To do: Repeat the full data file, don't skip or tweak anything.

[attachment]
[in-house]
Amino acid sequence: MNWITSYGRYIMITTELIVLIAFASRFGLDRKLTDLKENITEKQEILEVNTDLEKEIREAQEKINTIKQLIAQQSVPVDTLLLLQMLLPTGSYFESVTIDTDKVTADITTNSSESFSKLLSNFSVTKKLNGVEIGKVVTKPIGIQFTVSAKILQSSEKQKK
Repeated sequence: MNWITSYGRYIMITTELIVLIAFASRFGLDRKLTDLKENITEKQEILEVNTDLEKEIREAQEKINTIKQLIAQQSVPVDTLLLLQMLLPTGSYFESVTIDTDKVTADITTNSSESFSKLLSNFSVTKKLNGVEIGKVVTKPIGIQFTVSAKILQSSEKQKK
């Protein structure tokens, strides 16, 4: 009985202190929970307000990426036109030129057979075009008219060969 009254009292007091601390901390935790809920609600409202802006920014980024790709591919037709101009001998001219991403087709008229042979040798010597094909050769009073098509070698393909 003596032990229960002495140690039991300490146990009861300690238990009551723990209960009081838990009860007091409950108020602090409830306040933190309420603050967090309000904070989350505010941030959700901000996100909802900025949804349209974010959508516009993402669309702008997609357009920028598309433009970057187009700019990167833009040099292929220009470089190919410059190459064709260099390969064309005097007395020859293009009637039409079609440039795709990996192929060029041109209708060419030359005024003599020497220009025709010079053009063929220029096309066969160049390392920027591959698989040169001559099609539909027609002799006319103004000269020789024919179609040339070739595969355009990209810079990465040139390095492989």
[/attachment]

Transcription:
[in-house]
Amino acid sequence: MNWITSYGRYIMITTELIVLIAFASRFGLDRKLTDLKENITEKQEILEVNTDLEKEIREAQEKINTIKQLIAQQSVPVDTLLLLQMLLPTGSYFESVTIDTDKVTADITTNSSESFSKLLSNFSVTKKLNGVEIGKVVTKPIGIQFTVSAKILQSSEKQKK
Repeated sequence: MNWITSYGRYIMITTELIVLIAFASRFGLDRKLTDLKENITEKQEILEVNTDLEKEIREAQEKINTIKQLIAQQSVPVDTLLLLQMLLPTGSYFESVTIDTDKVTADITTNSSESFSKLLSNFSVTKKLNGVEIGKVVTKPIGIQFTVSAKILQSSEKQKK
């Protein structure tokens, strides 16, 4: 009985202190929970307000990426036109030129057979075009008219060969 009254009292007091601390901390935790809920609600409202802006920014980024790709591919037709101009001998001219991403087709008229042979040798010597094909050769009073098509070698393909 003596032990229960002495140690039991300490146990009861300690238990009551723990209960009081838990009860007091409950108020602090409830306040933190309420603050967090309000904070989350505010941030959700901000996100909802900025949804349209974010959508516009993402669309702008997609357009920028598309433009970057187009700019990167833009040099292929220009470089190919410059190459064709260099390969064309005097007395020859293009009637039409079609440039795709990996192929060029041109209708060419030359005024003599020497220009025709010079053009063929220029096309066969160049390392920027591959698989040169001559099609539909027609002799006319103004000269020789024919179609040339070739595969355009990209810079990465040139390095492989």